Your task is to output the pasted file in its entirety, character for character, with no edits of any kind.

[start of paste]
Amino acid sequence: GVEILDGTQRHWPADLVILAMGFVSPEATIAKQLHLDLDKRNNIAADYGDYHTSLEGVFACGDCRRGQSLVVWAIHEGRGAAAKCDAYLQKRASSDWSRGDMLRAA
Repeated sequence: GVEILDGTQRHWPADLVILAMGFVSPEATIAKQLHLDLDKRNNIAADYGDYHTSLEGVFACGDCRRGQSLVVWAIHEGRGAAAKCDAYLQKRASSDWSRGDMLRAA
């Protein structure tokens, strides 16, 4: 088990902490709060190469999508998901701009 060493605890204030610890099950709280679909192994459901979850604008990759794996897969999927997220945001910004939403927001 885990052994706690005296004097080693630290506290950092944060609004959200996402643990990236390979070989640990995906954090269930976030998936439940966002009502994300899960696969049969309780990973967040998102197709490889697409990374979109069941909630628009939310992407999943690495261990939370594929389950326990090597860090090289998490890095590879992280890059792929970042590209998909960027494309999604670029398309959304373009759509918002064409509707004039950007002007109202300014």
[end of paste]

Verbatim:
Amino acid sequence: GVEILDGTQRHWPADLVILAMGFVSPEATIAKQLHLDLDKRNNIAADYGDYHTSLEGVFACGDCRRGQSLVVWAIHEGRGAAAKCDAYLQKRASSDWSRGDMLRAA
Repeated sequence: GVEILDGTQRHWPADLVILAMGFVSPEATIAKQLHLDLDKRNNIAADYGDYHTSLEGVFACGDCRRGQSLVVWAIHEGRGAAAKCDAYLQKRASSDWSRGDMLRAA
């Protein structure tokens, strides 16, 4: 088990902490709060190469999508998901701009 060493605890204030610890099950709280679909192994459901979850604008990759794996897969999927997220945001910004939403927001 885990052994706690005296004097080693630290506290950092944060609004959200996402643990990236390979070989640990995906954090269930976030998936439940966002009502994300899960696969049969309780990973967040998102197709490889697409990374979109069941909630628009939310992407999943690495261990939370594929389950326990090597860090090289998490890095590879992280890059792929970042590209998909960027494309999604670029398309959304373009759509918002064409509707004039950007002007109202300014």